The pandemic affect on DC’s metro

NCSG Professor Hiro Iseki was quoted in a Washington Business Journal story about COVID-19’s impact on the WMATA system:

Just as it was for so many things, 2020 was supposed to be a great year for Metro.

The aging rail system had been taking steps to repair its infrastructure, build new stations, improve service and expand its hours. It had finally nailed down the budgetary holy grail: dedicated, fixed funding from its constituent jurisdictions. And it was all starting to pay off.

With just 3.3 million trips from April through June, WMATA’s fourth quarter of fiscal 2020, the system saw a 93% plunge in Metrorail ridership from the same quarter in the previous year — and a 93% differential from what it had forecast for the quarter. In taking a look at average weekday ridership on the rails, which WMATA has historically measured annually in May and we had recorded with our annual List, some stark changes abound this year. The transit system had to temporarily close several stations in March due to the pandemic-driven lockdowns, and it watched as multiple stations bore average daily ridership in the single digits this May, down from the thousands in May 2019.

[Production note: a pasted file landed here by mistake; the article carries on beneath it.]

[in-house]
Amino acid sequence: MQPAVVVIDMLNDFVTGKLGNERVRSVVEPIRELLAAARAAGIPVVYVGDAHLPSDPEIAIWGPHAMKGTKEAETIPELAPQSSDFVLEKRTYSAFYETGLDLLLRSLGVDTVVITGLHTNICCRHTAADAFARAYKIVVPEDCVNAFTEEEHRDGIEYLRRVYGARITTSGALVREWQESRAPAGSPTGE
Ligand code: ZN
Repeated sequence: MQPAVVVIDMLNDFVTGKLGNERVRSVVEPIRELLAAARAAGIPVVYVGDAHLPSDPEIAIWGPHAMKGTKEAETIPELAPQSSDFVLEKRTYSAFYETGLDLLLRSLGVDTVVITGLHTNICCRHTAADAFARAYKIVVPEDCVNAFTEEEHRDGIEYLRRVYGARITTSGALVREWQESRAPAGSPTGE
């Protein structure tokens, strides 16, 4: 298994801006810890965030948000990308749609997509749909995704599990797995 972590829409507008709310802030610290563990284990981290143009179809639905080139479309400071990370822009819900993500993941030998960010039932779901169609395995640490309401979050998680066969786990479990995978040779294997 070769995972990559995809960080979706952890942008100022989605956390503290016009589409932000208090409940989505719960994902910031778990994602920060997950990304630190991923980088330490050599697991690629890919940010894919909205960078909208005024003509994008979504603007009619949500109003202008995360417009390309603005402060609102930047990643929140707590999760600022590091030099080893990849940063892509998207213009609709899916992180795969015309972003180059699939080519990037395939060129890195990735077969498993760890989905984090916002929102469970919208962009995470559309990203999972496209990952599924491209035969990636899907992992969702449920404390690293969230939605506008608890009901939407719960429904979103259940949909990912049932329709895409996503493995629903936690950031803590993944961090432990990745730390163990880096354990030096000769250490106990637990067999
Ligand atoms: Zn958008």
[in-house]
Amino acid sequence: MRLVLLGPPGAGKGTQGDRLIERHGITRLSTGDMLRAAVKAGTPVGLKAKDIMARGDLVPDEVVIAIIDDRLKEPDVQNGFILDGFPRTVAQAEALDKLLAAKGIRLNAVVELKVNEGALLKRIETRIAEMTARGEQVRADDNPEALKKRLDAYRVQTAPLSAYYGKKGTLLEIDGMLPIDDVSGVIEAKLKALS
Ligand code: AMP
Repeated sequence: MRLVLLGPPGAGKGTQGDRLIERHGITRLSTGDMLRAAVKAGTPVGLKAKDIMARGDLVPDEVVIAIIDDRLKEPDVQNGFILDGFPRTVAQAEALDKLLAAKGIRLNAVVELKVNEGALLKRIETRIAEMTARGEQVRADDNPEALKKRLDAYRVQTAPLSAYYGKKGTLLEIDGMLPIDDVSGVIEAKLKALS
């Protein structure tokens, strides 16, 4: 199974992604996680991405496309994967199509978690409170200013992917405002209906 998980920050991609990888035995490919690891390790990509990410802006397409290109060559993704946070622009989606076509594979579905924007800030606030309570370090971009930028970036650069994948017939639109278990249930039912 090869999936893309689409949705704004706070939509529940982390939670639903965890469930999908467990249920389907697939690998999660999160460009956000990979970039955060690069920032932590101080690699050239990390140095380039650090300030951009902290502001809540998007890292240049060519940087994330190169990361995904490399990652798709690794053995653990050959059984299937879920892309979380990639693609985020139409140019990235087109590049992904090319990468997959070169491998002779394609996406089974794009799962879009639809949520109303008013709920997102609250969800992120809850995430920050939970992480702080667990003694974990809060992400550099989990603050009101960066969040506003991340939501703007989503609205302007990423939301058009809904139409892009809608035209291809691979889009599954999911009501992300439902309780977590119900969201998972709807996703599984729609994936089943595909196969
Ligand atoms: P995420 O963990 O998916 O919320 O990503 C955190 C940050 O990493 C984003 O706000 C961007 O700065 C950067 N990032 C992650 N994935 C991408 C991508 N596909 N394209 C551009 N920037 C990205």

The stations with the most drastic drops in ridership numbers are normally fueled by commuters to their jobs. Ridership remained higher on the eastern side of the system, a point WMATA also has highlighted. That, at least in part, reflects where people are less likely to have alternative modes of travel or own a car due to some lower income levels, said Hiro Iseki, an associate professor of urban studies and planning for the University of Maryland. He said it also indicates where residents may be less likely to have work-from-home job options.

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